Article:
Indonesia, which has has the world's largest Muslim population, holds legislative elections Thursday, amid concerns about vote buying, fraud and some regional violence in the country. But the elections mark a transition for the young democracy.
Indonesia's legislative elections span thousands of islands with more than three dozen political parties and tens of thousands of candidates.
A Carter Center election monitoring team senior advisor, Eric Bjornlund, is one of several groups observing the massive undertaking.
"It is probably the largest electoral exercise in a single day in the world," Bjornlund said. "The few countries in the world that are larger that hold elections do them over many days. India has elections that are not held in a single day. So, this is a very complex process."
The election is Indonesia's third since the 1998 fall of President Suharto, who ruled the nation of islands for more than three decades.
Indonesia has since become an active and relatively stable and successful democracy compared to many of its neighbors. But concerns have been raised about vote-rigging after fraudulent names and birthdays were uncovered in a local election.
Recent violence in Aceh and Papua has also highlighted the extent of political tensions.
Jakarta Center for Strategic and International Studies researcher Sunny Tanuwidjaja says despite the problems, Indonesia's democracy is stabilizing.
"Although in 1999 we had an election, some would consider it not counted," Tanuwidjaja said. "So, we believe in 2004 we do it pretty successfully and now in 2009 we do a second real direct election in democracy. So, I think if we do pretty well on this, I think we are on the right track towards democratic consolidation."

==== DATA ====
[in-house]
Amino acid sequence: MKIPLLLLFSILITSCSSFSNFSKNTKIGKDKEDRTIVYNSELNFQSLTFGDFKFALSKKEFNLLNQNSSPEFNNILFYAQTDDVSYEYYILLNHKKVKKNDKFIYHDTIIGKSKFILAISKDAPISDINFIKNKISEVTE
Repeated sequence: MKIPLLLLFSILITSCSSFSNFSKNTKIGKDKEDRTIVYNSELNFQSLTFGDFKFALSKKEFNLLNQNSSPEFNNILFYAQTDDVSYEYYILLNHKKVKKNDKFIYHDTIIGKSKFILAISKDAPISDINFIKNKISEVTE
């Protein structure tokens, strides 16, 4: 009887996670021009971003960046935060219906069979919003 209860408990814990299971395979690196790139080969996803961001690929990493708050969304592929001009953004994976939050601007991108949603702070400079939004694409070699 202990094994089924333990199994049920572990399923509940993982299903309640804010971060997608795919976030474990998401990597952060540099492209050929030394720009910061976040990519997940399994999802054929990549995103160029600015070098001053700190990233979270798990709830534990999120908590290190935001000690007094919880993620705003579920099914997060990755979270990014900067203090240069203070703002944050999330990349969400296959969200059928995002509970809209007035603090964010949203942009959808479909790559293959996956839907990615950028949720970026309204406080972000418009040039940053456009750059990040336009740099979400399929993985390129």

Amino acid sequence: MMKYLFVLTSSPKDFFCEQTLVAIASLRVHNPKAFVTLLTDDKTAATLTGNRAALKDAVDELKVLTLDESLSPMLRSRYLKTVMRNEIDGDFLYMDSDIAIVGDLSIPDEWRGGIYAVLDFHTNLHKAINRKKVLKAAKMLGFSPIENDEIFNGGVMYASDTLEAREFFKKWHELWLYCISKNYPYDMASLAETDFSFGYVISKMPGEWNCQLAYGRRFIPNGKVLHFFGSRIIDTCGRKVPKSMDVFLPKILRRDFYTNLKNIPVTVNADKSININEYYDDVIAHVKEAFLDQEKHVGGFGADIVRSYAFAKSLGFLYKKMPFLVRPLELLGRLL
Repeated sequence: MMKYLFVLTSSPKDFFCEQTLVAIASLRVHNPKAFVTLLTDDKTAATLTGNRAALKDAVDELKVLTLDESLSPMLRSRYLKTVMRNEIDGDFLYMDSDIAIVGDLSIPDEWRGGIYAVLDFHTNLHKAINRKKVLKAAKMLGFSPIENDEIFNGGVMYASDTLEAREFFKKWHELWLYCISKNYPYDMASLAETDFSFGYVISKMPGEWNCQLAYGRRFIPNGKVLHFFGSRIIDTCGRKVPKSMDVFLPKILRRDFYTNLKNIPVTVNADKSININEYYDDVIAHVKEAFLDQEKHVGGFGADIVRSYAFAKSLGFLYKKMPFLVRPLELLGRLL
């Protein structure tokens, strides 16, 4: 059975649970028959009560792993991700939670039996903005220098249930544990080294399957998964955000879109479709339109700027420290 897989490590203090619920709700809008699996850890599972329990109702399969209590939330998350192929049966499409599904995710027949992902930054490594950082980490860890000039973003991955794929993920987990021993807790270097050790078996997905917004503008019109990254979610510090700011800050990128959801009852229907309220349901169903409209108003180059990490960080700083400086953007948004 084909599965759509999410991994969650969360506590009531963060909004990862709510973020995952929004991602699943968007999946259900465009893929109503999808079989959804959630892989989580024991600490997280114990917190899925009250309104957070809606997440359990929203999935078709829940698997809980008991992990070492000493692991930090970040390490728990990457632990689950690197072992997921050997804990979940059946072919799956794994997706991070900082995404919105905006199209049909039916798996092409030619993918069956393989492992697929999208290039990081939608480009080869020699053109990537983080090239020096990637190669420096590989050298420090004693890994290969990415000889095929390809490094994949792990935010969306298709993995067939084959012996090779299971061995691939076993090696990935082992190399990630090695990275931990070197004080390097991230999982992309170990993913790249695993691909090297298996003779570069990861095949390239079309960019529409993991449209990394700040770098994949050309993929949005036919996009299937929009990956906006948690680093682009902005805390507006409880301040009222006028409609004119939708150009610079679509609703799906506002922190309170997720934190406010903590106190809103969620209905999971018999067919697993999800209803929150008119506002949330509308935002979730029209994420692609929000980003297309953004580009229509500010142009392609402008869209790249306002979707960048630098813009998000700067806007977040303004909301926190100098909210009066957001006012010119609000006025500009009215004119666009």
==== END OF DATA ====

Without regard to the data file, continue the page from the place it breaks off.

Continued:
Tanuwidjaja says post-election instability is now the biggest concern.
Indonesia changed its election rules to weed out smaller parties, and increased the threshold of support needed for parties to field candidates in the July presidential election.
Analysts say the new rules are likely to increase the number of complaints and challenges to vote counts.
Bjornlund says despite those concerns, the restructuring shows Indonesia's democracy is maturing.
"This creates some possibility for confusion among voters and some possibilities for controversy," Bjornlund said. "But, this is all to be expected and part of sorting out the kind of election system that will provide the kind of accountability and representations that Indonesians want."
Polls show the ruling Democratic Party of President Susilo Bambang Yudhoyono is expected to win the most support in the elections. His party is seen as the biggest reformer of the parties and has been working to tackle widespread corruption.
Former President Megawati Sukarnoputri's Indonesian Democratic Party of Struggle is expected to get the second-highest number of votes.
While Golkar, the former party of Suharto, is expected to come in third.